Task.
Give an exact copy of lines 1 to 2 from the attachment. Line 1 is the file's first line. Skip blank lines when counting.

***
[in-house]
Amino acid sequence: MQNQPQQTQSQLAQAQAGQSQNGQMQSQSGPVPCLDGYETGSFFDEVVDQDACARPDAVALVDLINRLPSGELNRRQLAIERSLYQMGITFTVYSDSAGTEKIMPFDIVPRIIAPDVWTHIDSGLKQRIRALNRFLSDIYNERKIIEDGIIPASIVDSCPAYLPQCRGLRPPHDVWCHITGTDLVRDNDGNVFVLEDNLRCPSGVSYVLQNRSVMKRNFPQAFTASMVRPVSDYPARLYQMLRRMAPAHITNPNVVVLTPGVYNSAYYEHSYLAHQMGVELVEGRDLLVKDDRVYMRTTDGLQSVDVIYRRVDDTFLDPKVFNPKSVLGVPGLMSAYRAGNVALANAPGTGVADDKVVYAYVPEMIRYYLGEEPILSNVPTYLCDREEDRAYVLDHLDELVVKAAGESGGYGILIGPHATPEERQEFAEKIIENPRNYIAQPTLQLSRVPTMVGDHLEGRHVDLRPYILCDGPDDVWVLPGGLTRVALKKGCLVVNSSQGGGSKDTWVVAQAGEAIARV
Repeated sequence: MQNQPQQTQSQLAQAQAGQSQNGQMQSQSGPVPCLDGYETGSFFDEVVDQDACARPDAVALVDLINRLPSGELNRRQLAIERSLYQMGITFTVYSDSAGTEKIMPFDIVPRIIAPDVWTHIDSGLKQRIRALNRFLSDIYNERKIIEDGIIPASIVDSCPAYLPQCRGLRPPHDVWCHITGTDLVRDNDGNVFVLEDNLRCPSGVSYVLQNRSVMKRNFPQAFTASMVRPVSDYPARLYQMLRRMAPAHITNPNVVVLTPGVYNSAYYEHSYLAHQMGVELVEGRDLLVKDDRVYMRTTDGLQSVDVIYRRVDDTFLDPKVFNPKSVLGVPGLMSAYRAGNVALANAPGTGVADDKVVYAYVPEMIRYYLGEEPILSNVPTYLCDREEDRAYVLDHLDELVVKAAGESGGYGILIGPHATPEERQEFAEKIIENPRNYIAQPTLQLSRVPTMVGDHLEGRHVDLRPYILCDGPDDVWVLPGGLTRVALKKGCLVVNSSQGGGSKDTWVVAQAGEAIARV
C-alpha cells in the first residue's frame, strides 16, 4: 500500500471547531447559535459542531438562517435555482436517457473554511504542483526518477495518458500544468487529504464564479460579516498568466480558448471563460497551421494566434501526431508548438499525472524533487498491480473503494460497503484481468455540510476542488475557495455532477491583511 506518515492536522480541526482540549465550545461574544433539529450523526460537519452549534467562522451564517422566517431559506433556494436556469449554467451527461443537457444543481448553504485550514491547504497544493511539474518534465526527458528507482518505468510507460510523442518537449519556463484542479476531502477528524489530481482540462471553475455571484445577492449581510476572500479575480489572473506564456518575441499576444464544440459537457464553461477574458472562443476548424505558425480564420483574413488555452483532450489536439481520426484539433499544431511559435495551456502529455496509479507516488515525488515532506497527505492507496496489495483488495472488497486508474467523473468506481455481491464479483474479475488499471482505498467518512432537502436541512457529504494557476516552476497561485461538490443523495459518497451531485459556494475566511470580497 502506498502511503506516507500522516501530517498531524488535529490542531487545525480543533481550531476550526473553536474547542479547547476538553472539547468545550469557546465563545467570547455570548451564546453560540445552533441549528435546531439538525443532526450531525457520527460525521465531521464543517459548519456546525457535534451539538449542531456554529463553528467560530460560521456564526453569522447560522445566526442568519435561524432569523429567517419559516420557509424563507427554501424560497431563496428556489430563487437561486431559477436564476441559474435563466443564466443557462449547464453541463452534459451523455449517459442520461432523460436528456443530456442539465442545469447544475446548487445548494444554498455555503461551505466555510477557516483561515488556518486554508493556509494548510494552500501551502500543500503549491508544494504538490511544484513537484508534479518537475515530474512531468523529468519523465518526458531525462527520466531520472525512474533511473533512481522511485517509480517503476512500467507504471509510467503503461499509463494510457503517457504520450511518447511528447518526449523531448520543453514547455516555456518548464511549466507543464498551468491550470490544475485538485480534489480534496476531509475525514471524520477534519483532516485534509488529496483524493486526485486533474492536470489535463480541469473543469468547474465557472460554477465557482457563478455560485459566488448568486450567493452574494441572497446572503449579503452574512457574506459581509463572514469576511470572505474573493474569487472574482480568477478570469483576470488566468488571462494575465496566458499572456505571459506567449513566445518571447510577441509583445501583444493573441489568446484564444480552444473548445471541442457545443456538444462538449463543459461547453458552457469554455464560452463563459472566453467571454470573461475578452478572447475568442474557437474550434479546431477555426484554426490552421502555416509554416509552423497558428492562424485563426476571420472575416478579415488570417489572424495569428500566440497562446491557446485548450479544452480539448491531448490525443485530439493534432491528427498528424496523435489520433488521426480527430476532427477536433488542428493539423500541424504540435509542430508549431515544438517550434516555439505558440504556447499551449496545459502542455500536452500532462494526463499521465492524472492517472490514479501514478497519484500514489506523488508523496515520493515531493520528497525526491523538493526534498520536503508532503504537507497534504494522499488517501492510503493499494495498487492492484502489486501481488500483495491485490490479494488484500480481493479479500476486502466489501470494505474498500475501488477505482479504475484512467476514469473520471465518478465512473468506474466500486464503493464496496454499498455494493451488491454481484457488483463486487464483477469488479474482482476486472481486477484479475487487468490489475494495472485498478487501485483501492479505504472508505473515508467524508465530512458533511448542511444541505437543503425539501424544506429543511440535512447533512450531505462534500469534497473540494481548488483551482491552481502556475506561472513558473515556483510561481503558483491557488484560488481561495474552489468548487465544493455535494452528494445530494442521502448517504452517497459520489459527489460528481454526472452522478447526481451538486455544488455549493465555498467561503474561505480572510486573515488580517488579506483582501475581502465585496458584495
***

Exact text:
[in-house]
Amino acid sequence: MQNQPQQTQSQLAQAQAGQSQNGQMQSQSGPVPCLDGYETGSFFDEVVDQDACARPDAVALVDLINRLPSGELNRRQLAIERSLYQMGITFTVYSDSAGTEKIMPFDIVPRIIAPDVWTHIDSGLKQRIRALNRFLSDIYNERKIIEDGIIPASIVDSCPAYLPQCRGLRPPHDVWCHITGTDLVRDNDGNVFVLEDNLRCPSGVSYVLQNRSVMKRNFPQAFTASMVRPVSDYPARLYQMLRRMAPAHITNPNVVVLTPGVYNSAYYEHSYLAHQMGVELVEGRDLLVKDDRVYMRTTDGLQSVDVIYRRVDDTFLDPKVFNPKSVLGVPGLMSAYRAGNVALANAPGTGVADDKVVYAYVPEMIRYYLGEEPILSNVPTYLCDREEDRAYVLDHLDELVVKAAGESGGYGILIGPHATPEERQEFAEKIIENPRNYIAQPTLQLSRVPTMVGDHLEGRHVDLRPYILCDGPDDVWVLPGGLTRVALKKGCLVVNSSQGGGSKDTWVVAQAGEAIARV